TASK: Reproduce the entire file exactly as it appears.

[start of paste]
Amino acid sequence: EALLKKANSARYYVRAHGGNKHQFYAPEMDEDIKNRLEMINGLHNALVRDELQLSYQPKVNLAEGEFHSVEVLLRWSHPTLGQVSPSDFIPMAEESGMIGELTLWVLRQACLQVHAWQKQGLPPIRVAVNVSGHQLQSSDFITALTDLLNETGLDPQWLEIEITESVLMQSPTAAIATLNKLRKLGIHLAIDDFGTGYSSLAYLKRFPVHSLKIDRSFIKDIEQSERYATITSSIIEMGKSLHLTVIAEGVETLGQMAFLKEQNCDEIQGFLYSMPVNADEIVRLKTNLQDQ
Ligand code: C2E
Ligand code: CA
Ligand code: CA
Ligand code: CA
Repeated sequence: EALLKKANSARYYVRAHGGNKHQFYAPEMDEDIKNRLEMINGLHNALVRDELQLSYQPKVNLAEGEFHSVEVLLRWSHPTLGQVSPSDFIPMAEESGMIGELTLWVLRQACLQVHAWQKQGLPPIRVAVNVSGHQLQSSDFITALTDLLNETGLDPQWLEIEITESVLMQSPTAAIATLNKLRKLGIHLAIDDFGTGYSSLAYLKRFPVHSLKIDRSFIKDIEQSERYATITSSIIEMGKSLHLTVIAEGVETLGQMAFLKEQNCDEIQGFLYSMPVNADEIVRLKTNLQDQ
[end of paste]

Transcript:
Amino acid sequence: EALLKKANSARYYVRAHGGNKHQFYAPEMDEDIKNRLEMINGLHNALVRDELQLSYQPKVNLAEGEFHSVEVLLRWSHPTLGQVSPSDFIPMAEESGMIGELTLWVLRQACLQVHAWQKQGLPPIRVAVNVSGHQLQSSDFITALTDLLNETGLDPQWLEIEITESVLMQSPTAAIATLNKLRKLGIHLAIDDFGTGYSSLAYLKRFPVHSLKIDRSFIKDIEQSERYATITSSIIEMGKSLHLTVIAEGVETLGQMAFLKEQNCDEIQGFLYSMPVNADEIVRLKTNLQDQ
Ligand code: C2E
Ligand code: CA
Ligand code: CA
Ligand code: CA
Repeated sequence: EALLKKANSARYYVRAHGGNKHQFYAPEMDEDIKNRLEMINGLHNALVRDELQLSYQPKVNLAEGEFHSVEVLLRWSHPTLGQVSPSDFIPMAEESGMIGELTLWVLRQACLQVHAWQKQGLPPIRVAVNVSGHQLQSSDFITALTDLLNETGLDPQWLEIEITESVLMQSPTAAIATLNKLRKLGIHLAIDDFGTGYSSLAYLKRFPVHSLKIDRSFIKDIEQSERYATITSSIIEMGKSLHLTVIAEGVETLGQMAFLKEQNCDEIQGFLYSMPVNADEIVRLKTNLQDQ